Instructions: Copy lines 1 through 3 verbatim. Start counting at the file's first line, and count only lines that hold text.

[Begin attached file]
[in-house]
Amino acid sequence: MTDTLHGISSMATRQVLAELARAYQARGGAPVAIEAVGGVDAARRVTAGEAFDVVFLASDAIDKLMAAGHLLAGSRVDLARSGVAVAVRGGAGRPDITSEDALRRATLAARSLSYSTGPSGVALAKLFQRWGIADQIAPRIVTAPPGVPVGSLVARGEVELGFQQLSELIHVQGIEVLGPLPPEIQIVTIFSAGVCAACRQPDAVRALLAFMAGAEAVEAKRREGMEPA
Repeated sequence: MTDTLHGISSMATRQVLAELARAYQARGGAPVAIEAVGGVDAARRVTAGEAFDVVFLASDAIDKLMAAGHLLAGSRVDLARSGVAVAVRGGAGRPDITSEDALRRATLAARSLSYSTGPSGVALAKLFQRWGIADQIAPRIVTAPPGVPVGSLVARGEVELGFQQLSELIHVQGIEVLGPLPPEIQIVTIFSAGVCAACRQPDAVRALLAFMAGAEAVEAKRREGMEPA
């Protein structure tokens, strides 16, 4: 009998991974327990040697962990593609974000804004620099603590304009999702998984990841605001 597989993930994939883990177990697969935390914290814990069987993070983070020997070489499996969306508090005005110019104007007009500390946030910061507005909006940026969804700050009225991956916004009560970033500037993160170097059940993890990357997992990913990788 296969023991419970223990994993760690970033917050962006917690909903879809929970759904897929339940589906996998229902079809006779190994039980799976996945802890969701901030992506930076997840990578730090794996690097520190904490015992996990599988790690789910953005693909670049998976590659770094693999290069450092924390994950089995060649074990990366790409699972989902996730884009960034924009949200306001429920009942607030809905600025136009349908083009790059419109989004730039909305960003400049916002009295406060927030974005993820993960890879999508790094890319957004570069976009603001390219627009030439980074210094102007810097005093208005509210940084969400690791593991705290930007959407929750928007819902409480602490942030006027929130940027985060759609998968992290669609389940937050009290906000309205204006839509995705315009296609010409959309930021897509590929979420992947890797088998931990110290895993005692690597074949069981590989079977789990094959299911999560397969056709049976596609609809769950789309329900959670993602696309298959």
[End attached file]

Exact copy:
[in-house]
Amino acid sequence: MTDTLHGISSMATRQVLAELARAYQARGGAPVAIEAVGGVDAARRVTAGEAFDVVFLASDAIDKLMAAGHLLAGSRVDLARSGVAVAVRGGAGRPDITSEDALRRATLAARSLSYSTGPSGVALAKLFQRWGIADQIAPRIVTAPPGVPVGSLVARGEVELGFQQLSELIHVQGIEVLGPLPPEIQIVTIFSAGVCAACRQPDAVRALLAFMAGAEAVEAKRREGMEPA
Repeated sequence: MTDTLHGISSMATRQVLAELARAYQARGGAPVAIEAVGGVDAARRVTAGEAFDVVFLASDAIDKLMAAGHLLAGSRVDLARSGVAVAVRGGAGRPDITSEDALRRATLAARSLSYSTGPSGVALAKLFQRWGIADQIAPRIVTAPPGVPVGSLVARGEVELGFQQLSELIHVQGIEVLGPLPPEIQIVTIFSAGVCAACRQPDAVRALLAFMAGAEAVEAKRREGMEPA